Oakland Tuff Sheds make dent in homeless problem

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It's been exactly one month since the city of Oakland constructed Tuff Sheds to try to house at least some of the city's growing homeless population. During that time, the city has moved out virtually all the tent encampments around them.

It's been exactly one month since the city of Oakland constructed Tuff Sheds to try to house at least some of the city's growing homeless population.

During that time, the city has moved out virtually all the tent encampments around them.

"I'm living in there now. I just started living in there this morning," said Jeffrey Hill, who has been homeless and living on the streets in Oakland for seven years. "It has to be more protective in there and out of the rain and stuff, the weather."

The Tuff Sheds constructed near downtown exactly one month ago and designed to move at least a few dozen of this city's 2,000 homeless people out of their tents.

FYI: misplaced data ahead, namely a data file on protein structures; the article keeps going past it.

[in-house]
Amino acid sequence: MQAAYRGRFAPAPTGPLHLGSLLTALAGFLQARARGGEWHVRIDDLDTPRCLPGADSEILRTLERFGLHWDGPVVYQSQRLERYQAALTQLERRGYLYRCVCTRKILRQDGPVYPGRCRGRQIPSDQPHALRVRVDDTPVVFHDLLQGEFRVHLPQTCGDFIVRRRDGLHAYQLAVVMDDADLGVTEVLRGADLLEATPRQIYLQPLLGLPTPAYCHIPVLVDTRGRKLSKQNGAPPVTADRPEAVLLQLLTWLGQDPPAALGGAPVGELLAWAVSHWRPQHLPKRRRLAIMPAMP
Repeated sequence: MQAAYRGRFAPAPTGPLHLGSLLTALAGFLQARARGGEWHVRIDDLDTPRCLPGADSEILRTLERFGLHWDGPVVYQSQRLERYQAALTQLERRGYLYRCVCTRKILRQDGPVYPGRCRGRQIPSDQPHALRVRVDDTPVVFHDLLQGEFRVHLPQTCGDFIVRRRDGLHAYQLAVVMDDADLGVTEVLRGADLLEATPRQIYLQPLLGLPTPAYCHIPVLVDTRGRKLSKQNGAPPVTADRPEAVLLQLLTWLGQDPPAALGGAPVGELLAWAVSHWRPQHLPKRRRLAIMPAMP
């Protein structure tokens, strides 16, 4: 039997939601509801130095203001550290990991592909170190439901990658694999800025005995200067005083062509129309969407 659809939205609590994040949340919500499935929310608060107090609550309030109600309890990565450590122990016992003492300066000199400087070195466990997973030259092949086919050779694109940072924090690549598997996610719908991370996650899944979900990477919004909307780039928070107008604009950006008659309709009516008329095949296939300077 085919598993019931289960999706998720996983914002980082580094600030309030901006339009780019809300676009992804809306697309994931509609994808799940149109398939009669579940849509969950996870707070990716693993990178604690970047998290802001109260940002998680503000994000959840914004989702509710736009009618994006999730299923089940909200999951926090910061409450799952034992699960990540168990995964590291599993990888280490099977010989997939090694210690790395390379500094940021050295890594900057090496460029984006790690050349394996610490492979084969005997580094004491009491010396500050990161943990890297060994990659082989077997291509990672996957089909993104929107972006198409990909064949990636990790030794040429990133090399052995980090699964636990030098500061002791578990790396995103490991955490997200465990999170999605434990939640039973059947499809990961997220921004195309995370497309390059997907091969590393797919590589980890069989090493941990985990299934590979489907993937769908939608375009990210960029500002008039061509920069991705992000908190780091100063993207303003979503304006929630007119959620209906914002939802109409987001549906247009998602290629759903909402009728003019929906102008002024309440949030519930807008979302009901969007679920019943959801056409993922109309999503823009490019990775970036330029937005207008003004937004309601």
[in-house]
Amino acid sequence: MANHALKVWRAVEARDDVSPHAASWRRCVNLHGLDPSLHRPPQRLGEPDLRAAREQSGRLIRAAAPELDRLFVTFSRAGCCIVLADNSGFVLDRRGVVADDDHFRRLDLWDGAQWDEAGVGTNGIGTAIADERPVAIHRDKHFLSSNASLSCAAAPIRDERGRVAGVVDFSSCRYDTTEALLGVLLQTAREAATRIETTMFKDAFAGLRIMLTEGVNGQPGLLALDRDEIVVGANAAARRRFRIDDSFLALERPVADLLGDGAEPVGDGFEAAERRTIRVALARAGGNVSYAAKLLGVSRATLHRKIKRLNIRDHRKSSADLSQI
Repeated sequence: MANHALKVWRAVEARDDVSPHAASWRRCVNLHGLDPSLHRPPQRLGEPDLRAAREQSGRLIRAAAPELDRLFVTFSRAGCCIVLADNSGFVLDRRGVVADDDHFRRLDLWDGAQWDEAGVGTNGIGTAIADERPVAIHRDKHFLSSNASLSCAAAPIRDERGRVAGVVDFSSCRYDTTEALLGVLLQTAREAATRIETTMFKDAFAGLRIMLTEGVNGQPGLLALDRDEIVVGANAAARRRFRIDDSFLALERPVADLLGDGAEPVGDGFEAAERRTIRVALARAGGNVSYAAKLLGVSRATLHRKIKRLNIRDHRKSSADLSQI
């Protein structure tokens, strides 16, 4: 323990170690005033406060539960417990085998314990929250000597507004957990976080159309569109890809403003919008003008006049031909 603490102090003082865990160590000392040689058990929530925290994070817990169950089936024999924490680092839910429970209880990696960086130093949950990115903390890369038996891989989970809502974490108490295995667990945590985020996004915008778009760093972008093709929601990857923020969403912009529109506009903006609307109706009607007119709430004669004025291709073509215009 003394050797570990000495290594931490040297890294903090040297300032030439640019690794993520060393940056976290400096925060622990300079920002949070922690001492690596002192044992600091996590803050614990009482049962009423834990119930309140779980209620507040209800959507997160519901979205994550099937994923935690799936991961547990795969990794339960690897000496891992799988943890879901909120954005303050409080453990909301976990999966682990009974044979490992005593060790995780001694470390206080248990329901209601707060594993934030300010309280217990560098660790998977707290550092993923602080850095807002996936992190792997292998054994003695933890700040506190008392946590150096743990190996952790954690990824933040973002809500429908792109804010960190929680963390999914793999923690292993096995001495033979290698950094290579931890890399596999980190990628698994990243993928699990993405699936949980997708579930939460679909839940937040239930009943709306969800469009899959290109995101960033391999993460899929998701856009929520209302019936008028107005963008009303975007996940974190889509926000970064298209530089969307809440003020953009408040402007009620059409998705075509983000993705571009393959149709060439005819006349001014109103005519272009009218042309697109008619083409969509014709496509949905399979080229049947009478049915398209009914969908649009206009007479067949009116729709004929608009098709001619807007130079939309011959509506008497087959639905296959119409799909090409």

"We're at 85 percent capacity," said Joe DeVries, an assistant to the city administrator, which runs Oakland homeless outreach program.

He says there are only six spaces left in the Tuff Sheds at 6th and Castro.

"I guarantee you it's better than a tent," said DeVries. "These things don't leak when it rains. You've got a hard structure. You've got a locking door. It isn't perfect, but its certainly a step up from where people were."

In the meantime, the city kept its promise to clean out most of the tent encampments that engulfed the area...leaving former residents with no choice but to move on -- or move in, to the sheds.

"It's a good step toward a new life," said Hill.

The city admits, this approach isn't perfect and stresses it's meant to be temporary. The goal is to find permanent housing for each resident within six months.

Related Topics:
societyhomelesscharitiespovertyhousingOakland
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